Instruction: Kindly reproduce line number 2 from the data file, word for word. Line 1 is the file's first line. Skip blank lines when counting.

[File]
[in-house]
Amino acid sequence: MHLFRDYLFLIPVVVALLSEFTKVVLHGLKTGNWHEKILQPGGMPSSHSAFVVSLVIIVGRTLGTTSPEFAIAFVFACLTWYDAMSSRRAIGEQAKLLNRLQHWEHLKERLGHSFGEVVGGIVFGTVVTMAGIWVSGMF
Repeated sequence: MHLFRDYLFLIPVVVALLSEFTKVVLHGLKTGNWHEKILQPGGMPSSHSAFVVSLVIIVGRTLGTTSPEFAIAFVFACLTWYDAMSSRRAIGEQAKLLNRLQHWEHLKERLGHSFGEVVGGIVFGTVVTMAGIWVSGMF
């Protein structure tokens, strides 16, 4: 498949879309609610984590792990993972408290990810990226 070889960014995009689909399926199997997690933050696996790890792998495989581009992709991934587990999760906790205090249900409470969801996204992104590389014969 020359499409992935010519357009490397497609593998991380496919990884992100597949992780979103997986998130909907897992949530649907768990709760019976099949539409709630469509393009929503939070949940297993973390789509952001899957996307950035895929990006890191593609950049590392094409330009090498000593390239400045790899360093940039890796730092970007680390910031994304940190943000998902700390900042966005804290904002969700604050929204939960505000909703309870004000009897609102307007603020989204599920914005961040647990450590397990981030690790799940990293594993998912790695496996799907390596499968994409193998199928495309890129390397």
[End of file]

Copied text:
Amino acid sequence: MHLFRDYLFLIPVVVALLSEFTKVVLHGLKTGNWHEKILQPGGMPSSHSAFVVSLVIIVGRTLGTTSPEFAIAFVFACLTWYDAMSSRRAIGEQAKLLNRLQHWEHLKERLGHSFGEVVGGIVFGTVVTMAGIWVSGMF